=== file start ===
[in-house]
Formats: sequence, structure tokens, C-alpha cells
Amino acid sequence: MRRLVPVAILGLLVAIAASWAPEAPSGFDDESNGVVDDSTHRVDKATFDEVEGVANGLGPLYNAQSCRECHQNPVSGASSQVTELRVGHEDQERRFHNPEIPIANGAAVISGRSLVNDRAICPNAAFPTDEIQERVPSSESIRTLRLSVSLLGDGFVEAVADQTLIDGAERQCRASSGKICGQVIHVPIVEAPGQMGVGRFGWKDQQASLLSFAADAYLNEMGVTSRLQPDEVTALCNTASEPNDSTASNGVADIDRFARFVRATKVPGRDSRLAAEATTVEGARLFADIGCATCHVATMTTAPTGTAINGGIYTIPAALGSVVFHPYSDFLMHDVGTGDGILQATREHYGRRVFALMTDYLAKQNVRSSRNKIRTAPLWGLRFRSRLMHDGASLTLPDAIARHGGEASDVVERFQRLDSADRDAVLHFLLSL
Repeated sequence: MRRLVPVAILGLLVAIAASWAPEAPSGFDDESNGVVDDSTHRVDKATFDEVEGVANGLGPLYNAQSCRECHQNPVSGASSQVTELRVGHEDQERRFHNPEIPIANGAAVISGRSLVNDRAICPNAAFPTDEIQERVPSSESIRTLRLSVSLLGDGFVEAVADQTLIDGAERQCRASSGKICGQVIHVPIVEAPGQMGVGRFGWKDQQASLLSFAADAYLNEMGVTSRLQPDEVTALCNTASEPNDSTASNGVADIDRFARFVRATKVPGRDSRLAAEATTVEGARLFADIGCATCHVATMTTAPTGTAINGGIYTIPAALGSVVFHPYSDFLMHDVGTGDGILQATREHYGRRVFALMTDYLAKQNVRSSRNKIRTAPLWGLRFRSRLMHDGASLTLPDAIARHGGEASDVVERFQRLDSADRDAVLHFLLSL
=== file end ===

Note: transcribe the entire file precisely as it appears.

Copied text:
[in-house]
Formats: sequence, structure tokens, C-alpha cells
Amino acid sequence: MRRLVPVAILGLLVAIAASWAPEAPSGFDDESNGVVDDSTHRVDKATFDEVEGVANGLGPLYNAQSCRECHQNPVSGASSQVTELRVGHEDQERRFHNPEIPIANGAAVISGRSLVNDRAICPNAAFPTDEIQERVPSSESIRTLRLSVSLLGDGFVEAVADQTLIDGAERQCRASSGKICGQVIHVPIVEAPGQMGVGRFGWKDQQASLLSFAADAYLNEMGVTSRLQPDEVTALCNTASEPNDSTASNGVADIDRFARFVRATKVPGRDSRLAAEATTVEGARLFADIGCATCHVATMTTAPTGTAINGGIYTIPAALGSVVFHPYSDFLMHDVGTGDGILQATREHYGRRVFALMTDYLAKQNVRSSRNKIRTAPLWGLRFRSRLMHDGASLTLPDAIARHGGEASDVVERFQRLDSADRDAVLHFLLSL
Repeated sequence: MRRLVPVAILGLLVAIAASWAPEAPSGFDDESNGVVDDSTHRVDKATFDEVEGVANGLGPLYNAQSCRECHQNPVSGASSQVTELRVGHEDQERRFHNPEIPIANGAAVISGRSLVNDRAICPNAAFPTDEIQERVPSSESIRTLRLSVSLLGDGFVEAVADQTLIDGAERQCRASSGKICGQVIHVPIVEAPGQMGVGRFGWKDQQASLLSFAADAYLNEMGVTSRLQPDEVTALCNTASEPNDSTASNGVADIDRFARFVRATKVPGRDSRLAAEATTVEGARLFADIGCATCHVATMTTAPTGTAINGGIYTIPAALGSVVFHPYSDFLMHDVGTGDGILQATREHYGRRVFALMTDYLAKQNVRSSRNKIRTAPLWGLRFRSRLMHDGASLTLPDAIARHGGEASDVVERFQRLDSADRDAVLHFLLSL